Which components had the most effect (good or bad) on the bike's stiffness? would you recommend any changes?
The wheels are solid. No changes required if you are going to be using the bike for sportives, group training and general riding, particularly in this country where roads can be rough. If you are racing then a different set of wheels may be preferred, though these would be fine for racing on too if your budget won't stretch to race wheels.
Which components had the most effect (good or bad) on the bike's efficiency? would you recommend any changes?
The tyres were surprisingly good. See main review.
Lighter wheels would make it exceptional.
Tell us some more about the drivetrain. Anything you particularly did or didn't like? Any components which didn't work well together?
It all worked perfectly well, but an 11-30 cassette wouldn't be my choice.
Wheels and tyres
Tell us some more about the wheels.Did they work well in the conditions you encountered? Would you change the wheels? If so
I took the bike over several miles of impacted ground, gravel/stones and cobbles, not to mention all the potholes and rough roads out there at the moment. The wheels are solid performers and will handle a variety of terrain. Unless you are genuinely racing on a regular basis these wheels are ideal; not the lightest but above average performance with a decent level of durability.
Good grip and not one puncture, impressive given the recent weather and poor state of our roads. Can't confirm or deny the '20% less resistance than others' claim on the packaging, but this isn't a top of the range tyre.
They are looking a little worse for wear now and have only been used for eight weeks. I wouldn't want to push another eight out of them.
Tell us some more about the controls. Any particularly good or bad components? How would the controls work for larger or smaller riders?
The bar is a great shape and the right size for me. If you've a narrow frame you may not be so happy.
Anything else you want to say about the componentry? Comment on any other components (good or bad)
Ultegra – sound all round and perfectly good enough for the mileage and needs of most avid amateurs.
Did you enjoy riding the bike? Yes
Would you consider buying the bike? Yes, definitely.
Would you recommend the bike to a friend? Yes, already have!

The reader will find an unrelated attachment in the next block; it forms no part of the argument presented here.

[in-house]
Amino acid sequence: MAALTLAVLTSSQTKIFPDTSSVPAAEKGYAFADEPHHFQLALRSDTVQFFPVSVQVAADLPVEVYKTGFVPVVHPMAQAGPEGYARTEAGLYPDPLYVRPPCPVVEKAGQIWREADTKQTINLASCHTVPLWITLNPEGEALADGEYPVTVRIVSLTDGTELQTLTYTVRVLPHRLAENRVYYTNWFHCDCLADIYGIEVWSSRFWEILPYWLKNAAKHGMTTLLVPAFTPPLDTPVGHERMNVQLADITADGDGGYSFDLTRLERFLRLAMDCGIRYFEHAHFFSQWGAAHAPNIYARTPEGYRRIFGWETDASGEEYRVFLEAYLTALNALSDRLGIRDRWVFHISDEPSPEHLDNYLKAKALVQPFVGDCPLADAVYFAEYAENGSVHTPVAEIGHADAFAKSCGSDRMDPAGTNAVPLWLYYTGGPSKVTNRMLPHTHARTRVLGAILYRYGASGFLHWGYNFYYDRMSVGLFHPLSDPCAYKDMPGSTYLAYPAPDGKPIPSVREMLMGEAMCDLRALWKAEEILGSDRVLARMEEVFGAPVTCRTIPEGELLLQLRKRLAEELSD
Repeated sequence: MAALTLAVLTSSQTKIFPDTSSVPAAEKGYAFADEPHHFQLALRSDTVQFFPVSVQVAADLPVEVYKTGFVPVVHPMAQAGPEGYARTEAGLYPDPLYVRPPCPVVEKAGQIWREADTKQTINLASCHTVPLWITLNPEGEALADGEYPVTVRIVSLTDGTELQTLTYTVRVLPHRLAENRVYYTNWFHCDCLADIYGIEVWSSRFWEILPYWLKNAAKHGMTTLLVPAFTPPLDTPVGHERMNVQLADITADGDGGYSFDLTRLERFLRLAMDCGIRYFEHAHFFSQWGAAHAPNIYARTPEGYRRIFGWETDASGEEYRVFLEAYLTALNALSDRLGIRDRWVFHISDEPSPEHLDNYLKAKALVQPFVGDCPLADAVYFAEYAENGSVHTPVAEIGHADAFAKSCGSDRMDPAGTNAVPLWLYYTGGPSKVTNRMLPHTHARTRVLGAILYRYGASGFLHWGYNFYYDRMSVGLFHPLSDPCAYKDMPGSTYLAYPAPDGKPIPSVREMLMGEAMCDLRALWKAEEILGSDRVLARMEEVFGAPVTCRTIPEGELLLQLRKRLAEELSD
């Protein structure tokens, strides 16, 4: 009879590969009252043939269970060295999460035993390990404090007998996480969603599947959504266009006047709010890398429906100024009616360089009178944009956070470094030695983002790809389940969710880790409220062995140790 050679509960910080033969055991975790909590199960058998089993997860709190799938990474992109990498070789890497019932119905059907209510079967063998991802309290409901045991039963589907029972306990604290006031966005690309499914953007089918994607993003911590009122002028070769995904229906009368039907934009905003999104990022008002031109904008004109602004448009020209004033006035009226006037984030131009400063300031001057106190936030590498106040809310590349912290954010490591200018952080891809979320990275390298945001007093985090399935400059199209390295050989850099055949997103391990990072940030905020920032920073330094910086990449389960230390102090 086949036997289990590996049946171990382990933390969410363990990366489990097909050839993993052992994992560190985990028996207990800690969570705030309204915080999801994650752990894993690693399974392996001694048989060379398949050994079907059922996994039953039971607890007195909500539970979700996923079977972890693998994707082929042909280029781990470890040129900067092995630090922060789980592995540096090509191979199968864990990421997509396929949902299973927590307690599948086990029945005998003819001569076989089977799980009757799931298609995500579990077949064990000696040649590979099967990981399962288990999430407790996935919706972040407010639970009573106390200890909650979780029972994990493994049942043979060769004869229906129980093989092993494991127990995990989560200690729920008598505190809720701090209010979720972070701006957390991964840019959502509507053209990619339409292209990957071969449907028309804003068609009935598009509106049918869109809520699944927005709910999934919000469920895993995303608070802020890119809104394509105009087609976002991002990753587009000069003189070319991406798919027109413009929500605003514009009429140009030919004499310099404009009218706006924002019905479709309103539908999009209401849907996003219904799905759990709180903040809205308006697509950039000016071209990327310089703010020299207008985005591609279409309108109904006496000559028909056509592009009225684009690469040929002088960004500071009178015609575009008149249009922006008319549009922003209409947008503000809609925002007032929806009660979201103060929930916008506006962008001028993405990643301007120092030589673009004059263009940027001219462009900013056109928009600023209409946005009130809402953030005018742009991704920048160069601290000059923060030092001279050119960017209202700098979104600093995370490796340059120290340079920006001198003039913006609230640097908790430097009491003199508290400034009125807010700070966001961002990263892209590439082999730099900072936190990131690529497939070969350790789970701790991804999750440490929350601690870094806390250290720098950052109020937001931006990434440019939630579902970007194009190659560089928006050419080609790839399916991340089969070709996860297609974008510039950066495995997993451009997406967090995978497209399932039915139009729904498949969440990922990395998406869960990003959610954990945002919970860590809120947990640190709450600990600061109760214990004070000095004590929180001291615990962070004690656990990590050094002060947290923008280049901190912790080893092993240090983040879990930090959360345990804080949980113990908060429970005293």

Use this box to explain your overall score
This is an outstanding bike. It ticks every box for the keen amateur rider wanting to experience a genuine, high-quality race bike. The price tag is steep, but you are certainly getting quality that has stemmed from in-depth research and technology.
About the tester
I usually ride: Road My best bike is: Carbon road
I've been riding for: Over 20 years I ride: Most days I would class myself as: Expert
I regularly do the following types of riding: commuting, touring, club rides, general fitness riding, getting to grips with off roading too!
Emma’s first encounters with a road bike were in between swimming and running. Soon after competing for GB in the World Age Group Triathlon Championships in Edmonton in 2001 she saw the light and decided to focus on cycling.
After a couple of half decent UK road seasons racing for Leisure Lakes, she went out to Belgium to sample the racing there and spent two years with Lotto-Belisol Ladies team, racing alongside the likes of Sara Carrigan, Grace Verbeke, Rochelle Gilmore and Lizzie Deignan. Emma moved from Lotto-Belisol to Dutch team Redsun, then a new Belgian team of primarily developing riders, where there was less pressure, an opportunity to share her experience and help build a whole new team; a nice way to spend her final years of professional racing.
Since retiring Emma has returned to teaching. When not coercing kids to do maths, she is invariably out on two wheels. In addition to the daily commute, Emma still enjoys getting out on her road bike and having her legs ripped off on the local club rides and chain gangs. She has also developed an addiction to touring, with destinations including Iceland, Georgia and Albania, to mention just a few. There have also been rare sightings of Emma off-road on a mountain bike…